I (Rich) am nearing the end of my time in Ukraine after a 5-day student conference at which I taught. It was the kind of conference I would have avoided if I had to fly from the US in order to come: I had 7.5 hours of sessions, and one 2-hour training time with staff, over the course of the five days. Not a very rigorous (or efficient) teaching schedule, and for the cost of a transoceanic flight and a week away from home, not really worth it, at one level. (I was teaching Images of Leadership and Situational Leadership, topics I have written about in this blog before.)
But I had a great week here, in part because I didn't have that attitude at all. I was, after all, not coming from the US but from nearby Turkey, just a two-hour flight from Istanbul to Lviv, Ukraine (a city in the Western part of Ukraine, in an area that used to be part of the Austro-Hungarian Empire, and before that part of Poland). But I had a great week largely because of the conversations I had with students and staff, who sought me out or welcomed me at their meal tables while practicing their English.
I also had a meal with Marina, a graduating senior studying chemistry, who has served with the IFES group while a student and has been asked to consider serving on staff with IFES. Because I mentioned my academic background (chemistry major, among other things), she wanted to tell her story and hear mine. As it turns out, she has a professor and research advisor who is strongly recruiting her into graduate study in chemistry. She is a top student and enjoys science, but she also values ministry and her experience with IFES. I told her of my process, that at the end of the day, though I was better in science than with people in ministry, I enjoyed ministry more and made that choice. In other words, what I enjoyed really mattered to the decision, more than what I thought I was supposed to do. She hears a number of voices telling her to do science, but in the end I think it will be her own sheer enjoyment of her research that will lead her to make the decision. She will carry the values and vision of her IFES experience with her into graduate work and perhaps one day will become an advocate for IFES as she takes her ranks as a professor on a Ukrainian university campus.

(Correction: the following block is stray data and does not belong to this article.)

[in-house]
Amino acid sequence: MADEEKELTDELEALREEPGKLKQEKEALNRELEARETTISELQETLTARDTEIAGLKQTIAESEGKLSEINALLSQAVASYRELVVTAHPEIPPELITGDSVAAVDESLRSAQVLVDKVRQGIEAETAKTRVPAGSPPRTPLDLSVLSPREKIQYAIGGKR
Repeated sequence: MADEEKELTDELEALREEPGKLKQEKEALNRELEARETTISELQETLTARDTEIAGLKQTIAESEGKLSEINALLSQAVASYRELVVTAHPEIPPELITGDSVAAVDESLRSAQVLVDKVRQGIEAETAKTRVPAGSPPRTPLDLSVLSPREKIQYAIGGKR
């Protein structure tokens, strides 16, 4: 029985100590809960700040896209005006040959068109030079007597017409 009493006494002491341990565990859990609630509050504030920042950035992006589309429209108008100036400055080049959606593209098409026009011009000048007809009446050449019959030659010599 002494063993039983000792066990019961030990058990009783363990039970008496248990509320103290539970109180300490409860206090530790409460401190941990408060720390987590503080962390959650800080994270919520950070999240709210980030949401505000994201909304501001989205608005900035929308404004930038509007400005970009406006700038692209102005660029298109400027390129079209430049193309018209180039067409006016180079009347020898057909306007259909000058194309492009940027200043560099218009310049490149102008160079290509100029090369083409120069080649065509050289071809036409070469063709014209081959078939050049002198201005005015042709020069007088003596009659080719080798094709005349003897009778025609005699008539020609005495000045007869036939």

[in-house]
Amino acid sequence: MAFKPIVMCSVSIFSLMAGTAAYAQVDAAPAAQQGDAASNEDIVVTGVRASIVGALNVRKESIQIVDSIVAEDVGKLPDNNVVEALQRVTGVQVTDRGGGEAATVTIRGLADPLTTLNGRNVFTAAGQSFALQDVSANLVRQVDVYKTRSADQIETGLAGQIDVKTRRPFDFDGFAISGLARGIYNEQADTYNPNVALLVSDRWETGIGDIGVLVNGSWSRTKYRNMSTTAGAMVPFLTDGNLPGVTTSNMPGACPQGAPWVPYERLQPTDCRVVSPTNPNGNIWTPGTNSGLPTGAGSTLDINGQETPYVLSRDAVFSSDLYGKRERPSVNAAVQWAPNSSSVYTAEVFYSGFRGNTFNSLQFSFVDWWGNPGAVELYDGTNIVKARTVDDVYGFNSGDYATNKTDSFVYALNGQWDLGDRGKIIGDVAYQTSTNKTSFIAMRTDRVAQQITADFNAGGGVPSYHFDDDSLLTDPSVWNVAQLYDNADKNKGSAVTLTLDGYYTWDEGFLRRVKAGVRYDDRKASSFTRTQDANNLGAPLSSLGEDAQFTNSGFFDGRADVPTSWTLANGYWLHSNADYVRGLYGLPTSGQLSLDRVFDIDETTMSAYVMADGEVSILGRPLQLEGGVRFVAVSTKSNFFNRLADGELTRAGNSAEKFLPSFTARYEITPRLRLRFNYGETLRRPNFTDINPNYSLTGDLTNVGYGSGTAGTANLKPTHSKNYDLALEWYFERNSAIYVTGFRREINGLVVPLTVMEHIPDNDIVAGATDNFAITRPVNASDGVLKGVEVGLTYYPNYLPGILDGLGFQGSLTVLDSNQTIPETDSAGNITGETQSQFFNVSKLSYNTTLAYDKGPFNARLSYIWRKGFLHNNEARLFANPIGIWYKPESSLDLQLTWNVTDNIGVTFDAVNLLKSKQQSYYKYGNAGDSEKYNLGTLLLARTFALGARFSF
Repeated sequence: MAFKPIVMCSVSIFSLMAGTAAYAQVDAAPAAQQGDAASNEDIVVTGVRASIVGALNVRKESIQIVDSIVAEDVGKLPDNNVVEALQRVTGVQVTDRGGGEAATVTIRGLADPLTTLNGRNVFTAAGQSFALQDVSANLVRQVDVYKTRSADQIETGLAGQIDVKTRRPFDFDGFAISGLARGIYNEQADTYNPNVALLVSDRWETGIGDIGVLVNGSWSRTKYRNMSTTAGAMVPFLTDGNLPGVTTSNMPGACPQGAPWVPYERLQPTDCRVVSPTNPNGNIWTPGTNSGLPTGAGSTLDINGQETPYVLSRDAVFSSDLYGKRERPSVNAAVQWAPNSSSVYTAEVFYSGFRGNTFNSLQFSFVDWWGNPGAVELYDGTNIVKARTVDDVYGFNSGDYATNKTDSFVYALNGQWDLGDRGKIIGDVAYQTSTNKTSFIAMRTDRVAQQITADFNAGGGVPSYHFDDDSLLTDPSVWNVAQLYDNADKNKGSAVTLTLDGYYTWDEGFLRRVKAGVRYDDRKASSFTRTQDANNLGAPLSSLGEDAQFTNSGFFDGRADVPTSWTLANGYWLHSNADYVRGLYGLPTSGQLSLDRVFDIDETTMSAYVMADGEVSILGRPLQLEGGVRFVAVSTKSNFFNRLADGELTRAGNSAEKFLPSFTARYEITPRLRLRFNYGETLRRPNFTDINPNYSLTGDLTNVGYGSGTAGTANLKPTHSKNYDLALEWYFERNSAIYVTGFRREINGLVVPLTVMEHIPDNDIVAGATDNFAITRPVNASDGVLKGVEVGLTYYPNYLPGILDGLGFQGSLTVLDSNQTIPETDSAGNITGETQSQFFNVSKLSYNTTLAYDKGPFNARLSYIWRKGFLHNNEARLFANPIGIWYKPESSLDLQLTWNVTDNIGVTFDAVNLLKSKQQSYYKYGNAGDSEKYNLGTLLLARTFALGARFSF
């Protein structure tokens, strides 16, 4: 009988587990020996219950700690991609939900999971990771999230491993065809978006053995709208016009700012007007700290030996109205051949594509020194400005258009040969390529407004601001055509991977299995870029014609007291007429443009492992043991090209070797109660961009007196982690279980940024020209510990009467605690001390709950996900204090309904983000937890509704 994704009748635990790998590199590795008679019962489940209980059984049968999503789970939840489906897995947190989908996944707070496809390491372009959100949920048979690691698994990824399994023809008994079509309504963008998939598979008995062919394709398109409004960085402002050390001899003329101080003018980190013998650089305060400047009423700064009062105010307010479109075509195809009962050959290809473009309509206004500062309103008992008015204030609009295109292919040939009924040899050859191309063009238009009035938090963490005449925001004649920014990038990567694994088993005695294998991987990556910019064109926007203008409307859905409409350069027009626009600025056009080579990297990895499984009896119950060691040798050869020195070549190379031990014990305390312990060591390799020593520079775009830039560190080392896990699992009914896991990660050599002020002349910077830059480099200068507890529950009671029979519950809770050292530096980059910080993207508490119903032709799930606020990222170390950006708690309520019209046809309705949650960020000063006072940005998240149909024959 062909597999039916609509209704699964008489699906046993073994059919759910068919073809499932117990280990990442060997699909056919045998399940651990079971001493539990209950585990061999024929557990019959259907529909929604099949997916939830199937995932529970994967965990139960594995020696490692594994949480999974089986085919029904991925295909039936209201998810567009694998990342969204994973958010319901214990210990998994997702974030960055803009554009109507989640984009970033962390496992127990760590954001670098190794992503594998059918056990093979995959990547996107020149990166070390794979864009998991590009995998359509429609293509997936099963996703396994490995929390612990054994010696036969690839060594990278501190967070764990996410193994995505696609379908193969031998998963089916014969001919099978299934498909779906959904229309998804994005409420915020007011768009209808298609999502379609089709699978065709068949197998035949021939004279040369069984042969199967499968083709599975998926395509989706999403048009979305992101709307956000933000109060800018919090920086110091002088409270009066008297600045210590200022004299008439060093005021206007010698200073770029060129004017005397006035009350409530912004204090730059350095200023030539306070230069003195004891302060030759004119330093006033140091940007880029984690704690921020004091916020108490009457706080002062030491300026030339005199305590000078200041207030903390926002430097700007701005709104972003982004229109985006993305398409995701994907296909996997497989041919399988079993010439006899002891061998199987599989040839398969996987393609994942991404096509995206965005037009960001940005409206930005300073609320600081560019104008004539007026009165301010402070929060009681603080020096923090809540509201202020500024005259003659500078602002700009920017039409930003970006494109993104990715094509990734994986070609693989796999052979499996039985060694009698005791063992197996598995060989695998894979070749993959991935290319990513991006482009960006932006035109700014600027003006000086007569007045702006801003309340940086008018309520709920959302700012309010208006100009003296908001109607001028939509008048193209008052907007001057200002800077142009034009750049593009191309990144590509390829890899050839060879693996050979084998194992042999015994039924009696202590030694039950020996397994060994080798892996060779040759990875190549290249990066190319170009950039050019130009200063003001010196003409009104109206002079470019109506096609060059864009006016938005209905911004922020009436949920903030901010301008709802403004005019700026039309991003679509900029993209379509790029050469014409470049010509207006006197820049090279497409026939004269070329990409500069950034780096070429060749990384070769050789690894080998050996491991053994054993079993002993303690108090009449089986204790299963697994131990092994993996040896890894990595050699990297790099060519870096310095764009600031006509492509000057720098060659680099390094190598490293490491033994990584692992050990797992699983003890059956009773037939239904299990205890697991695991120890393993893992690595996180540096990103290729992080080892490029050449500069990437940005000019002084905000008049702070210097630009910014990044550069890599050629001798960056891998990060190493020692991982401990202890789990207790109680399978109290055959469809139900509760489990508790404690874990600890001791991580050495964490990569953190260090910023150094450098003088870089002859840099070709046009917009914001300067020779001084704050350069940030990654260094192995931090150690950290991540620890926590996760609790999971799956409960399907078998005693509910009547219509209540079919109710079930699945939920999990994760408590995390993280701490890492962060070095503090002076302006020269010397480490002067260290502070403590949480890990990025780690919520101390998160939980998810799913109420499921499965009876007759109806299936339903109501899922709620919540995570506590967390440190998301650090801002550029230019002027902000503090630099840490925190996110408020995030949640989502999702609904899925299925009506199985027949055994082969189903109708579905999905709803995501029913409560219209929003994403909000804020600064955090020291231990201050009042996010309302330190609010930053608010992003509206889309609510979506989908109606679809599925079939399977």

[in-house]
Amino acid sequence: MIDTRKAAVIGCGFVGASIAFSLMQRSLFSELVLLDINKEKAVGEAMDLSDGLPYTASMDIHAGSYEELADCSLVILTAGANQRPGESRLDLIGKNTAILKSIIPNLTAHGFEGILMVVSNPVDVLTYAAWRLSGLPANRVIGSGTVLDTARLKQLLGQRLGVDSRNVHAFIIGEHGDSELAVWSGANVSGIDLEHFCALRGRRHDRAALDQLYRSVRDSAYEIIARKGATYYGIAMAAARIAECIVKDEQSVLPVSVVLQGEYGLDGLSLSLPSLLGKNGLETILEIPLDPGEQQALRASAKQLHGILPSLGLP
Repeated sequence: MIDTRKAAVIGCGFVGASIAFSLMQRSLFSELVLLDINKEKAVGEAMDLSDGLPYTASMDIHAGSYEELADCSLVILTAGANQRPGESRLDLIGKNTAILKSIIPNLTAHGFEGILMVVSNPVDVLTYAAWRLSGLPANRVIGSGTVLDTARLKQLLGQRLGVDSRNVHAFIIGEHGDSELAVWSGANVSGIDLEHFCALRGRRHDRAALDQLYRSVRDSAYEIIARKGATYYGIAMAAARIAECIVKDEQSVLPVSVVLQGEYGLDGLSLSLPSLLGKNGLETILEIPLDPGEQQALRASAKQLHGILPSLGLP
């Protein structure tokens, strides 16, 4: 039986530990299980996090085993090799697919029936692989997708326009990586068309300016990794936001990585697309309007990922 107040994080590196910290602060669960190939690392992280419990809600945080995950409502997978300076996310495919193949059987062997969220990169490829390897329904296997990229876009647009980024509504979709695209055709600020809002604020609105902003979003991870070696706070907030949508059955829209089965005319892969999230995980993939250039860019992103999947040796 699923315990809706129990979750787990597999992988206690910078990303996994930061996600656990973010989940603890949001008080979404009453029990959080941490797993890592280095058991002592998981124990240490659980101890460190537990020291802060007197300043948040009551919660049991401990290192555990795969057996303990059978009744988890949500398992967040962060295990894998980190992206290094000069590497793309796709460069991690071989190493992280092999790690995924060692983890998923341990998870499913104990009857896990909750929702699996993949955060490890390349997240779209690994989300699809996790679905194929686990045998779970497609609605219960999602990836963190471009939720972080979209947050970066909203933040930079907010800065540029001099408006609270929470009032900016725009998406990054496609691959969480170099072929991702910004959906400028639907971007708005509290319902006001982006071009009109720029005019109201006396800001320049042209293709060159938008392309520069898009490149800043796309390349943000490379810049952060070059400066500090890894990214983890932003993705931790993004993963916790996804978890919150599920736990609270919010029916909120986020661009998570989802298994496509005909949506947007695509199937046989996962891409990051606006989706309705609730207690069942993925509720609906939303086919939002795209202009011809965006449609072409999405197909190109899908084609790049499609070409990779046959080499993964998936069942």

I also had several brief conversations with Boba, a young man who came from the Orthodox church in Ukraine, and it was clear he was new to Bible study about leadership and ministry. At one point in a teaching session, he looked like he was falling asleep. As he was on the front row, I gently nudged him while I was leading a large group discussion of the passages in Mark 8 and 10, the paradox promises. He woke right up and was participating for the remainder of the session, and then came up afterward to apologize. I told him no apology was needed, as I understood why he was tired, but it was clear from our previous conversation that he was sincerely benefiting from the teaching and wouldn't mind being nudged awake. He thanked me for doing so and for the teaching, and at the end of the week, Boba stood to commit to becoming a leader in his IFES fellowship.
I met and heard the stories of the two young women who came from university in Sebastopol, Crimea (now defacto Russia), to attend a conference of their brothers and sisters in IFES Ukraine, even though they are no longer living in Ukraine. I encouraged a woman who has been reaching out to homeless people and seeing her heart break for them.
2/5/2015 04:43:30 am
Rich, great to read your reports on Ukraine IFES and Ukrainian war impact. Praying for your next events in London (what are those?). Also praying for miracle of Lisa landing Fuller job if that is meant to be
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Rich and Lisa Lamb